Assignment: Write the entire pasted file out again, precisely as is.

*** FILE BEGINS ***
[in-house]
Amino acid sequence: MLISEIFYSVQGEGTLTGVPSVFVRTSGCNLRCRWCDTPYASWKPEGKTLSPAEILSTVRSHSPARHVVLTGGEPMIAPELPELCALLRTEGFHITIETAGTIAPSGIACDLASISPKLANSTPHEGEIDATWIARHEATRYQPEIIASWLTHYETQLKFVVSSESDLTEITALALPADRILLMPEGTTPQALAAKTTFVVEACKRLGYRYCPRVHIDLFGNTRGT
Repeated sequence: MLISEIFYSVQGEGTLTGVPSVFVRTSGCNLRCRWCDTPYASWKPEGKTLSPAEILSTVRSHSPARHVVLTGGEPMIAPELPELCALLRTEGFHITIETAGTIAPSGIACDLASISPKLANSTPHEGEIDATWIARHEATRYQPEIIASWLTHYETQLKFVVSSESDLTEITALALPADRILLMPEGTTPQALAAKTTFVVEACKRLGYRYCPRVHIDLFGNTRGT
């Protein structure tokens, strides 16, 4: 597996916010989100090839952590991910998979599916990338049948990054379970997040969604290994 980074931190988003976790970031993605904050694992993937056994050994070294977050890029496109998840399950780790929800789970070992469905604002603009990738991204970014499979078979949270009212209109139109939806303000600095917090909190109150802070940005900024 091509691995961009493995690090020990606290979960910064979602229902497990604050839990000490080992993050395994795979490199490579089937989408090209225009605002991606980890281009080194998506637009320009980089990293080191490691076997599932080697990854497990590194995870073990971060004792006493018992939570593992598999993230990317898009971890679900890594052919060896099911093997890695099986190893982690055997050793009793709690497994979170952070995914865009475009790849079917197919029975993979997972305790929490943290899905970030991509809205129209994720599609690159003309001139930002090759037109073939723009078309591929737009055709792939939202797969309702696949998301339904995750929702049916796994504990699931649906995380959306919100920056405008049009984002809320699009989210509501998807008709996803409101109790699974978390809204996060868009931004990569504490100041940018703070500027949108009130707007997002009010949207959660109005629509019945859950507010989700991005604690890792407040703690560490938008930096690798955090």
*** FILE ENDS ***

[in-house]
Amino acid sequence: MLISEIFYSVQGEGTLTGVPSVFVRTSGCNLRCRWCDTPYASWKPEGKTLSPAEILSTVRSHSPARHVVLTGGEPMIAPELPELCALLRTEGFHITIETAGTIAPSGIACDLASISPKLANSTPHEGEIDATWIARHEATRYQPEIIASWLTHYETQLKFVVSSESDLTEITALALPADRILLMPEGTTPQALAAKTTFVVEACKRLGYRYCPRVHIDLFGNTRGT
Repeated sequence: MLISEIFYSVQGEGTLTGVPSVFVRTSGCNLRCRWCDTPYASWKPEGKTLSPAEILSTVRSHSPARHVVLTGGEPMIAPELPELCALLRTEGFHITIETAGTIAPSGIACDLASISPKLANSTPHEGEIDATWIARHEATRYQPEIIASWLTHYETQLKFVVSSESDLTEITALALPADRILLMPEGTTPQALAAKTTFVVEACKRLGYRYCPRVHIDLFGNTRGT
């Protein structure tokens, strides 16, 4: 597996916010989100090839952590991910998979599916990338049948990054379970997040969604290994 980074931190988003976790970031993605904050694992993937056994050994070294977050890029496109998840399950780790929800789970070992469905604002603009990738991204970014499979078979949270009212209109139109939806303000600095917090909190109150802070940005900024 091509691995961009493995690090020990606290979960910064979602229902497990604050839990000490080992993050395994795979490199490579089937989408090209225009605002991606980890281009080194998506637009320009980089990293080191490691076997599932080697990854497990590194995870073990971060004792006493018992939570593992598999993230990317898009971890679900890594052919060896099911093997890695099986190893982690055997050793009793709690497994979170952070995914865009475009790849079917197919029975993979997972305790929490943290899905970030991509809205129209994720599609690159003309001139930002090759037109073939723009078309591929737009055709792939939202797969309702696949998301339904995750929702049916796994504990699931649906995380959306919100920056405008049009984002809320699009989210509501998807008709996803409101109790699974978390809204996060868009931004990569504490100041940018703070500027949108009130707007997002009010949207959660109005629509019945859950507010989700991005604690890792407040703690560490938008930096690798955090």